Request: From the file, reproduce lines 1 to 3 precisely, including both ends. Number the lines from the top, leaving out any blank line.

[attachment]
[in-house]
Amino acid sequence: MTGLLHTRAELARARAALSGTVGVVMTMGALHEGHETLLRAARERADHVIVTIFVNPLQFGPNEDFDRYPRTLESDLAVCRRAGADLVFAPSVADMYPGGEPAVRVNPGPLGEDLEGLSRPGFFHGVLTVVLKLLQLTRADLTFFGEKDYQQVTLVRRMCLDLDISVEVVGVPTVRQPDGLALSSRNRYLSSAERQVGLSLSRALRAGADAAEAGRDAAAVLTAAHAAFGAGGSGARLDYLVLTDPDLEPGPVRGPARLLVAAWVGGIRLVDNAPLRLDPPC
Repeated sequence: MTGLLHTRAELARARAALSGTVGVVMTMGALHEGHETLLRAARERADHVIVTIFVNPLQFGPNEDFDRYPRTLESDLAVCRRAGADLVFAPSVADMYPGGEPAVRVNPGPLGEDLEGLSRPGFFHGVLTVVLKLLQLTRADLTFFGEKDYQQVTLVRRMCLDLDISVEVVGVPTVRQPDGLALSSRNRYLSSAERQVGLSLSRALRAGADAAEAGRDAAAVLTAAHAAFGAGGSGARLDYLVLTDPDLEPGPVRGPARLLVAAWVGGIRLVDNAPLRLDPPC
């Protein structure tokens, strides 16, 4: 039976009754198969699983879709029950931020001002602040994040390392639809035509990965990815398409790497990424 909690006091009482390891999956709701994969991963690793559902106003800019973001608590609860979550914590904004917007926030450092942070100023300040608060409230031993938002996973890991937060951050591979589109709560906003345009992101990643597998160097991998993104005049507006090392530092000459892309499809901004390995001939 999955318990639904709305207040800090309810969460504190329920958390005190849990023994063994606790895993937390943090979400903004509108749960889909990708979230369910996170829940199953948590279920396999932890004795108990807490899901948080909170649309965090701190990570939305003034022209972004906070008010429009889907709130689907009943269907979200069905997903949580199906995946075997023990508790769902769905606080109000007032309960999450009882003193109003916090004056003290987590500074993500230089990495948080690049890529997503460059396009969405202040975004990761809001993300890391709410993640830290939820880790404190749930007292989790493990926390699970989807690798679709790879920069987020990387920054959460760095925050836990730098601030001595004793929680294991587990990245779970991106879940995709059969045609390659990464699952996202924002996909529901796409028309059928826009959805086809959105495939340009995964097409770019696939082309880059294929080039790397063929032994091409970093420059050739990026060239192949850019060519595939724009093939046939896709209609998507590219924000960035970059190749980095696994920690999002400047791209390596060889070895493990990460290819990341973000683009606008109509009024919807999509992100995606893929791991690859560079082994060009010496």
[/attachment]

[in-house]
Amino acid sequence: MTGLLHTRAELARARAALSGTVGVVMTMGALHEGHETLLRAARERADHVIVTIFVNPLQFGPNEDFDRYPRTLESDLAVCRRAGADLVFAPSVADMYPGGEPAVRVNPGPLGEDLEGLSRPGFFHGVLTVVLKLLQLTRADLTFFGEKDYQQVTLVRRMCLDLDISVEVVGVPTVRQPDGLALSSRNRYLSSAERQVGLSLSRALRAGADAAEAGRDAAAVLTAAHAAFGAGGSGARLDYLVLTDPDLEPGPVRGPARLLVAAWVGGIRLVDNAPLRLDPPC
Repeated sequence: MTGLLHTRAELARARAALSGTVGVVMTMGALHEGHETLLRAARERADHVIVTIFVNPLQFGPNEDFDRYPRTLESDLAVCRRAGADLVFAPSVADMYPGGEPAVRVNPGPLGEDLEGLSRPGFFHGVLTVVLKLLQLTRADLTFFGEKDYQQVTLVRRMCLDLDISVEVVGVPTVRQPDGLALSSRNRYLSSAERQVGLSLSRALRAGADAAEAGRDAAAVLTAAHAAFGAGGSGARLDYLVLTDPDLEPGPVRGPARLLVAAWVGGIRLVDNAPLRLDPPC